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USA Properties and LifeSTEPS' RN Coaching PILOT Program earns national award from HUD

October 12, 2020

RN Coaching Program

Program offers free health care that helps low-income seniors age in place, improves their health and saves them money

A pilot program that allows low-income seniors to remain living at affordable senior apartment communities in the Sacramento region and receive much of the medical attention they need just steps from their home for free has earned a national award from the U.S. Department of Housing and Urban Development.

LifeSTEPS and USA Properties Fund's RN Coaching PILOT Program has received the 2020 HUD Secretary's Awards for Healthy Homes, an annual award that recognizes programs that promote healthier housing through partnering, outreach and innovative practices. HUD and the National Environmental Health Association (NEHA) has recognized only 22 programs since the national award started in 2015, including five programs this year.

“It is heartwarming to receive this award, as in the past we have watched our seniors be prematurely placed in skilled-nursing facilities and this program clearly saves money and returns the dignity to our seniors as they successfully age in place,” said Beth Southorn, Executive Director of LifeSTEPS. “I am so very thankful for our team's hard work, and I have loved watching early heath intervention help our seniors live longer and happier lives.”

The RN Coaching PILOT Program is one of the first of its kind in California and helps seniors, many who have health issues and can't easily get to a doctor, to “age in place,” thanks to an on-site registered nurse who visits their senior communities every week.

“Access to health care is a huge issue for low-income seniors, and having an RN available for residents improves their health, reduces costs, saves time and helps them stay out of the hospital and in their homes longer,” said Geoff Brown, President of USA Properties. “Health is a primary reason why seniors are forced to leave their homes for assisted-living facilities, nursing homes or move in with family members.”

With the RN Coaching PILOT Program, low-income seniors dealing with allergies, a nagging cold or cough, or even chronic conditions – such as arthritis, diabetes, high cholesterol or high-blood pressure – are able to get the health care they need at their apartment communities, said Meredith Chillemi, Director of Aging and Education Services for LifeSTEPS. The registered nurse also assists residents with managing their medications, preventing falls in their apartments and navigating the often-complex world of health care, from choosing a new provider to completing confusing insurance forms.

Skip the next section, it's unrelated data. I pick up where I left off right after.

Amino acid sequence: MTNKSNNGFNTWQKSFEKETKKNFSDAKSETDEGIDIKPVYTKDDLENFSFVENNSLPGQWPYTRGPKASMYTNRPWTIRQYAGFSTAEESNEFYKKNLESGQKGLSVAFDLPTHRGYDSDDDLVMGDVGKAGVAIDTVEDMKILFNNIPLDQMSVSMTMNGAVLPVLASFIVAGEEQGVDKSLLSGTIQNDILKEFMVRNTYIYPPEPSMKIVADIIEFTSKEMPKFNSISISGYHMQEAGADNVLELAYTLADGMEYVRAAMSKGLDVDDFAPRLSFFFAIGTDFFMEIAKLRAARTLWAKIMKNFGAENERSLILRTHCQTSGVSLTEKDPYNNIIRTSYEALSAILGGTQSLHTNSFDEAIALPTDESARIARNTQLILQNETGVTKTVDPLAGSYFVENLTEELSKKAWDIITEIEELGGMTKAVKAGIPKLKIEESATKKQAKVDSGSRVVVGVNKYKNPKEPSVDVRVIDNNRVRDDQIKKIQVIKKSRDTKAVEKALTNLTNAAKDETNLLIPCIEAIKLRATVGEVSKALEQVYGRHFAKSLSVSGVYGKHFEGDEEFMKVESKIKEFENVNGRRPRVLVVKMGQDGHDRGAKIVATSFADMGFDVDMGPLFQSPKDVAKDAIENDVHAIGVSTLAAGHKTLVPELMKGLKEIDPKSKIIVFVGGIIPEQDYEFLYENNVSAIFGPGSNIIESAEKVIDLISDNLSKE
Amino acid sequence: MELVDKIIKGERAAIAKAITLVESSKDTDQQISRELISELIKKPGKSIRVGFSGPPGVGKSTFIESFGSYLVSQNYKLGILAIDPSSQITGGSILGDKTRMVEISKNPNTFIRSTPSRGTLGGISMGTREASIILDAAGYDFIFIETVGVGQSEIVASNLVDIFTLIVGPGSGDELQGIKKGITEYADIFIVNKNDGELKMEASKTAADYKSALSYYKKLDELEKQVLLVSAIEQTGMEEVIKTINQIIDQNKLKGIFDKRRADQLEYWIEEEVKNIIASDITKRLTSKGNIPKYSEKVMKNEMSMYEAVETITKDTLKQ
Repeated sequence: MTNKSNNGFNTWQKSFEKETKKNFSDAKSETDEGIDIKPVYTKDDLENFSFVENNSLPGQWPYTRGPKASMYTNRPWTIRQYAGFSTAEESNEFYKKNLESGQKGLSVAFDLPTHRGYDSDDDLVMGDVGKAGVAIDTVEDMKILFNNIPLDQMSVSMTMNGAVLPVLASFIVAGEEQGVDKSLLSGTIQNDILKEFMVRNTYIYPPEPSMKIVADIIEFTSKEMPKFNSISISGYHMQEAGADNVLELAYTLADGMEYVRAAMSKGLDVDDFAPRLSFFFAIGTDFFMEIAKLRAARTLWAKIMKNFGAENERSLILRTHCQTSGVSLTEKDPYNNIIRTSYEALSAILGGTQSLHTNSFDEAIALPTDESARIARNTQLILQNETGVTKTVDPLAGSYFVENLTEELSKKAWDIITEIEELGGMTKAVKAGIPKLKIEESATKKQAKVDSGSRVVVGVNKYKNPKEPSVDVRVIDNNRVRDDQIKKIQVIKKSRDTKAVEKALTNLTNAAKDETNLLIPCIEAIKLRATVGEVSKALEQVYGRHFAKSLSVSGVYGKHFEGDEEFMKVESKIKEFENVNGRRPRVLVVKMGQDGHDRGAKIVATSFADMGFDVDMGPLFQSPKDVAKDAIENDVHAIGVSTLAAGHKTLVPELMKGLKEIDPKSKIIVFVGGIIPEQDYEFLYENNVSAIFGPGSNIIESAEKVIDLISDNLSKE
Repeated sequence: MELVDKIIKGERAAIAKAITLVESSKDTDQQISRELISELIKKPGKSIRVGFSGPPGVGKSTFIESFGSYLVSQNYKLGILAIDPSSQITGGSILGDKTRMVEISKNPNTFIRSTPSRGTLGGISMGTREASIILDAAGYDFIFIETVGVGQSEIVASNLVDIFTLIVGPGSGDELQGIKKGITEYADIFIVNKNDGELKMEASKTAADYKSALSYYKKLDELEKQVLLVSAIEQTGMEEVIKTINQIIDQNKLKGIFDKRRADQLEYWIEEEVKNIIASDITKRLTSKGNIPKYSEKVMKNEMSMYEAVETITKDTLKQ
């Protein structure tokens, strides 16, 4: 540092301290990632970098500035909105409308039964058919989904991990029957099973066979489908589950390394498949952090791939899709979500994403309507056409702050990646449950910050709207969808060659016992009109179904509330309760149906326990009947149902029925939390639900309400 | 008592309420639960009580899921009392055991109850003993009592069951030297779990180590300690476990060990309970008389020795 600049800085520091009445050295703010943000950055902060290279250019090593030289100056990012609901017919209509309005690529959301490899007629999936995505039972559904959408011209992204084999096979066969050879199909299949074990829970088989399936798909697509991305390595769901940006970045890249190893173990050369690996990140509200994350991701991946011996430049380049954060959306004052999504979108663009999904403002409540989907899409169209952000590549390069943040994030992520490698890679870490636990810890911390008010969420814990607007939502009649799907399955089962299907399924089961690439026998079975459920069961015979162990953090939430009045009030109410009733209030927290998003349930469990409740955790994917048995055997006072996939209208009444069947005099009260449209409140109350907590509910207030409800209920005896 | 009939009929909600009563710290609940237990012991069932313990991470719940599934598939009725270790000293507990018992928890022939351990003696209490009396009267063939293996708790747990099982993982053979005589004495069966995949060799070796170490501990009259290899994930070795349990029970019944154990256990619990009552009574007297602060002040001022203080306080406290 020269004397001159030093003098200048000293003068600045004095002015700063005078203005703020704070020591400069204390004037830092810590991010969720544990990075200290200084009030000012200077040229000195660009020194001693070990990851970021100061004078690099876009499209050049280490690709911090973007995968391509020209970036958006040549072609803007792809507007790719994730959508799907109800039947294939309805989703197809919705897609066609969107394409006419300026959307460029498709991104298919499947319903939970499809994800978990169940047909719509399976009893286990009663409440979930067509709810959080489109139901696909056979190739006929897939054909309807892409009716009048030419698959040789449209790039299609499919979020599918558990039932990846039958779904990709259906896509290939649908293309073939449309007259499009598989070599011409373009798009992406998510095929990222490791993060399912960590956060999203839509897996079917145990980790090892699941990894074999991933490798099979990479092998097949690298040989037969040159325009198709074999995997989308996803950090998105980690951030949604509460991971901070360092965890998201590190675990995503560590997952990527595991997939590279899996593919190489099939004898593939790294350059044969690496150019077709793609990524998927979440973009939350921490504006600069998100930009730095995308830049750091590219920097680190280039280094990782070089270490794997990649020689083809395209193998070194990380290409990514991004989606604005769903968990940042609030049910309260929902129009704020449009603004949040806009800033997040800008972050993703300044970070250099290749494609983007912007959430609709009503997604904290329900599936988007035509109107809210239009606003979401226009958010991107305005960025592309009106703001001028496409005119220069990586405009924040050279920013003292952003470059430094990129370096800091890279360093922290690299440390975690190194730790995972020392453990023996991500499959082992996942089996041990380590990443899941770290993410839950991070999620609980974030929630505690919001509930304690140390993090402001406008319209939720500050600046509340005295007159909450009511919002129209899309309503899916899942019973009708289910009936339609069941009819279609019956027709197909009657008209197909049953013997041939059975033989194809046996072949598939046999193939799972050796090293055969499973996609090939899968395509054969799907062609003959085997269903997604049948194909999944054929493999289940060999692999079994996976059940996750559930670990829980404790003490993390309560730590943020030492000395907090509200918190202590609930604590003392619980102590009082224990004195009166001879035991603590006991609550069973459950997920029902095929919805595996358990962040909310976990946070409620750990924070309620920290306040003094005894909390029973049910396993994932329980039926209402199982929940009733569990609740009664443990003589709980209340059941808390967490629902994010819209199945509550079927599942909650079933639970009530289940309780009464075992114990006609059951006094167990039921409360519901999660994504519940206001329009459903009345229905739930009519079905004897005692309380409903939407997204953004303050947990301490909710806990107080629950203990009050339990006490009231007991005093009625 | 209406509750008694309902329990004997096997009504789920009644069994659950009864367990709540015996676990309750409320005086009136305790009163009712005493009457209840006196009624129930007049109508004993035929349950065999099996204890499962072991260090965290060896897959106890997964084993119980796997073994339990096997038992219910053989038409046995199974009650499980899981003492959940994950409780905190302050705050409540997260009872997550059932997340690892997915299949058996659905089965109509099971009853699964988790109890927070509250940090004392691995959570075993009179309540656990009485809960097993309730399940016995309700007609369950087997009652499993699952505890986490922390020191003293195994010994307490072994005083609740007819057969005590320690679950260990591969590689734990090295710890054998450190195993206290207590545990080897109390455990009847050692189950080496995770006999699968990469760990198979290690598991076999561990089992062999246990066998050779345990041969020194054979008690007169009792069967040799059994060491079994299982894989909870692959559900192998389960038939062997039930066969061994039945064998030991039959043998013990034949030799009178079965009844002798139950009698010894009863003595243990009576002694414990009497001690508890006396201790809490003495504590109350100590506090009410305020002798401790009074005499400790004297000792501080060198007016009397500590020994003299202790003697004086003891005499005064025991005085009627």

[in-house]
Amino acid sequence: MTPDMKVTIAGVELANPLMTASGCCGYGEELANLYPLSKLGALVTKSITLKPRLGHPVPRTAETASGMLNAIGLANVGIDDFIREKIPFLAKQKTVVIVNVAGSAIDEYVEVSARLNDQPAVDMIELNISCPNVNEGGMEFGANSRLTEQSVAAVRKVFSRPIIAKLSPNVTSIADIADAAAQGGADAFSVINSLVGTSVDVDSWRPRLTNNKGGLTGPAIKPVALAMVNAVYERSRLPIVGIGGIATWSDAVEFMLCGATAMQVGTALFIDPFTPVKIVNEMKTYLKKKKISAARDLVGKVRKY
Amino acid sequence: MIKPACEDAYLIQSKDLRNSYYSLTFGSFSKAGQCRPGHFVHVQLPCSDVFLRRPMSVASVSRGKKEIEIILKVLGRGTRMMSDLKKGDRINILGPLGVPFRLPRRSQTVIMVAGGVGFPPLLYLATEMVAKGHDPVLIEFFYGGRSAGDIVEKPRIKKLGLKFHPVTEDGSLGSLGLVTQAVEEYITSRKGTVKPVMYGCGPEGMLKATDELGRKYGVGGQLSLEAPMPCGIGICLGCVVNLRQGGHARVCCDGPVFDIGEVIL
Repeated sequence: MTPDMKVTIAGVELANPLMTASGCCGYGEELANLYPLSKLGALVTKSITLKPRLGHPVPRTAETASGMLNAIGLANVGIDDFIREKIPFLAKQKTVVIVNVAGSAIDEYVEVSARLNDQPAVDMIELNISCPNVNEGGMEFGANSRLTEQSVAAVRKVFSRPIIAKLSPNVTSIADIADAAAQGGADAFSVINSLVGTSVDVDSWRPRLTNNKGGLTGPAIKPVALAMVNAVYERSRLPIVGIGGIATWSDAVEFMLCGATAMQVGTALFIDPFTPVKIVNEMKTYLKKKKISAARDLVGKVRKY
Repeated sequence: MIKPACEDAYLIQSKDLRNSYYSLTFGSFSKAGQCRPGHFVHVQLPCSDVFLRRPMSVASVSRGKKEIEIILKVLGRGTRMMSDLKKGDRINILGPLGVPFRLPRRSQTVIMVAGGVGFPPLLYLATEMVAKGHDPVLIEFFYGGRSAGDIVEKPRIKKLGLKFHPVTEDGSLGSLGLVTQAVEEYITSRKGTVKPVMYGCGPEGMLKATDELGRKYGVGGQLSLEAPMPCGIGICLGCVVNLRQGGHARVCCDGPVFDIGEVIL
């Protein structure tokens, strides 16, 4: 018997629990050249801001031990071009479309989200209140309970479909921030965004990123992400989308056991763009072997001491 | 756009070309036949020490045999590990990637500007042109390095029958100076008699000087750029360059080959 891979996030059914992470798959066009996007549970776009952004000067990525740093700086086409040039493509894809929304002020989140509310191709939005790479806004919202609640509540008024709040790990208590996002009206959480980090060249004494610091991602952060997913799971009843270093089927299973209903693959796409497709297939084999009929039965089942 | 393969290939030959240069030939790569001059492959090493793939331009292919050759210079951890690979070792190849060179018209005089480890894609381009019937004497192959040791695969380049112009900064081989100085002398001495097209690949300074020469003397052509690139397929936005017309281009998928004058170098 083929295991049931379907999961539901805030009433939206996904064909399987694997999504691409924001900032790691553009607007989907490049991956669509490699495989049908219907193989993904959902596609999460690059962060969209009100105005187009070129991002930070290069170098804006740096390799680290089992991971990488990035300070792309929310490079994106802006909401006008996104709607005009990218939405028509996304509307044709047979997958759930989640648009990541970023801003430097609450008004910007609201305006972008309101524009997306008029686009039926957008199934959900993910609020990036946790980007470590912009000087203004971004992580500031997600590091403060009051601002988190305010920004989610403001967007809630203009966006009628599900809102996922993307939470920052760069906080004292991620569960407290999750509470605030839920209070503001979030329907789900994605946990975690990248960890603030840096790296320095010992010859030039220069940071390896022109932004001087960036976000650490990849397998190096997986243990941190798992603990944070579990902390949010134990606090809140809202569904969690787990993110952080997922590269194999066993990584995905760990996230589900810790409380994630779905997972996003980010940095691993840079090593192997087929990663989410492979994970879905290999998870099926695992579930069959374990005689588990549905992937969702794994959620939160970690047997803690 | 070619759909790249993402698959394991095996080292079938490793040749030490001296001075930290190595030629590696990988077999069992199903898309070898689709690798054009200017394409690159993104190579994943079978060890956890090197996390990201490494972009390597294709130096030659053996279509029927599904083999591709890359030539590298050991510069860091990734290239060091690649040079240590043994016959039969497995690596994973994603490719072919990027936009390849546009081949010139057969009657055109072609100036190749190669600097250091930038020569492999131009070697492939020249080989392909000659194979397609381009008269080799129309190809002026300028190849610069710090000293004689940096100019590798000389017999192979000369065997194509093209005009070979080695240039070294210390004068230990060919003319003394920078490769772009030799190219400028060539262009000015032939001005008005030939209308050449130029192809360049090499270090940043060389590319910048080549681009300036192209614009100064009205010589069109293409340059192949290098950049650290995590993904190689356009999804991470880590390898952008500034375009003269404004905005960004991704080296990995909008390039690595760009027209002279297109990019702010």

The goal is to keep residents healthy and out of hospital emergency rooms, and help develop a plan for those who are in the hospital to safely return home as soon as possible, Chillemi said. The program helps about three residents return home from the hospital every week.

More than 900 seniors have accessed the RN Coaching PILOT Program since it started in spring 2016, saving government health insurance programs like Medi-Cal almost $1.2 million. And the percentage of residents moving out of the apartment communities for health issues has dropped 70% during the past four years.

Aging in place has numerous benefits beyond better health for seniors, from cost savings to keeping them mentally and physically active. Seniors often develop close friendships and social support systems in senior apartment communities, and moving them to an assisted-living facility or skilled-nursing home can cause depression and isolation. Assisted-living facilities can also have a financial hardship on residents, their families, government programs and society overall, according to a Harvard Joint Center for Housing Studies.

“The program offers seniors free health care and the opportunity to remain in their apartment communities, where they are close to their friends and often have lived for many years,” USA Properties' Brown said. “Our residents are happier and healthier, and the program saves money.”

Roseville-based USA Properties, one of the largest affordable apartment community developer-builder-managers in the West, and LifeSTEPS, which provides social services at many USA Properties-owned communities, share the cost for the RN Coaching PILOT Program.

The program is available to residents at Sierra Sunrise in Carmichael and Vintage Oaks Senior Apartments in Citrus Heights. USA Properties recently sold Creekside Village Apartments in Sacramento, which had also participated in the pilot program.

The RN Coaching PILOT Program also provides hands-on health care training for nursing students from the Betty Moore School of Nursing at the University of California, Davis. Several nursing students and their nurse adviser have been meeting with patients every week this summer.

USA Properties and LifeSTEPS have been working on finding funding for the program, meeting with elected representatives and health officials during the past few years. A state senator introduced a bill (SB 1292) in February that would have expanded the program to five counties and receive state funding as part of a pilot program. But the Covid-19 pandemic coupled with the state's budget challenges shelved the effort.

“The program has been such a success, in so many ways,” Brown said. “Now, we just need to find the financial support to continue and expand the program to more affordable apartment communities and help more low-income seniors.”

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